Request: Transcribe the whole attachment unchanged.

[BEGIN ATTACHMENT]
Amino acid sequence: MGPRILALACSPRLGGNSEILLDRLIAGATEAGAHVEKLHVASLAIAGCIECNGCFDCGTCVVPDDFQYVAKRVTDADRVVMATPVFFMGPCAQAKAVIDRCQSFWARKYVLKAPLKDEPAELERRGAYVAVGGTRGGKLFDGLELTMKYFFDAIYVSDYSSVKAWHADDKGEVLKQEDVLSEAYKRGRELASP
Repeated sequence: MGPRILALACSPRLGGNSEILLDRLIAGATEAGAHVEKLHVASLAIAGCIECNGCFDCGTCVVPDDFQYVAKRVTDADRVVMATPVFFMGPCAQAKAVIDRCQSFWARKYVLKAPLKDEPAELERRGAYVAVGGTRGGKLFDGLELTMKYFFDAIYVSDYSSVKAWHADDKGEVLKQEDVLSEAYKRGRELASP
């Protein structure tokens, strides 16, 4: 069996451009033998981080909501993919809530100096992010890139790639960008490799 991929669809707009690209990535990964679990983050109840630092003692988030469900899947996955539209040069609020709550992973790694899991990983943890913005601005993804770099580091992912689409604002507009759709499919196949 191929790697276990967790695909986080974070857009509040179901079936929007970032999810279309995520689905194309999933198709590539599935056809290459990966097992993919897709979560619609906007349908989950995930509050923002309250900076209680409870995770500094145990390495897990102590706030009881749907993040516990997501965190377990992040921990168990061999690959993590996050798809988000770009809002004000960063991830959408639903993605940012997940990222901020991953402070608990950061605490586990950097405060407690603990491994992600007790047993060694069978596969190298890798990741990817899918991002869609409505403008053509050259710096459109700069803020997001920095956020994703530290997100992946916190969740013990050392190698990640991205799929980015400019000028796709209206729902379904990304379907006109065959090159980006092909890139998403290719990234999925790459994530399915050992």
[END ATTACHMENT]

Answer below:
Amino acid sequence: MGPRILALACSPRLGGNSEILLDRLIAGATEAGAHVEKLHVASLAIAGCIECNGCFDCGTCVVPDDFQYVAKRVTDADRVVMATPVFFMGPCAQAKAVIDRCQSFWARKYVLKAPLKDEPAELERRGAYVAVGGTRGGKLFDGLELTMKYFFDAIYVSDYSSVKAWHADDKGEVLKQEDVLSEAYKRGRELASP
Repeated sequence: MGPRILALACSPRLGGNSEILLDRLIAGATEAGAHVEKLHVASLAIAGCIECNGCFDCGTCVVPDDFQYVAKRVTDADRVVMATPVFFMGPCAQAKAVIDRCQSFWARKYVLKAPLKDEPAELERRGAYVAVGGTRGGKLFDGLELTMKYFFDAIYVSDYSSVKAWHADDKGEVLKQEDVLSEAYKRGRELASP
């Protein structure tokens, strides 16, 4: 069996451009033998981080909501993919809530100096992010890139790639960008490799 991929669809707009690209990535990964679990983050109840630092003692988030469900899947996955539209040069609020709550992973790694899991990983943890913005601005993804770099580091992912689409604002507009759709499919196949 191929790697276990967790695909986080974070857009509040179901079936929007970032999810279309995520689905194309999933198709590539599935056809290459990966097992993919897709979560619609906007349908989950995930509050923002309250900076209680409870995770500094145990390495897990102590706030009881749907993040516990997501965190377990992040921990168990061999690959993590996050798809988000770009809002004000960063991830959408639903993605940012997940990222901020991953402070608990950061605490586990950097405060407690603990491994992600007790047993060694069978596969190298890798990741990817899918991002869609409505403008053509050259710096459109700069803020997001920095956020994703530290997100992946916190969740013990050392190698990640991205799929980015400019000028796709209206729902379904990304379907006109065959090159980006092909890139998403290719990234999925790459994530399915050992």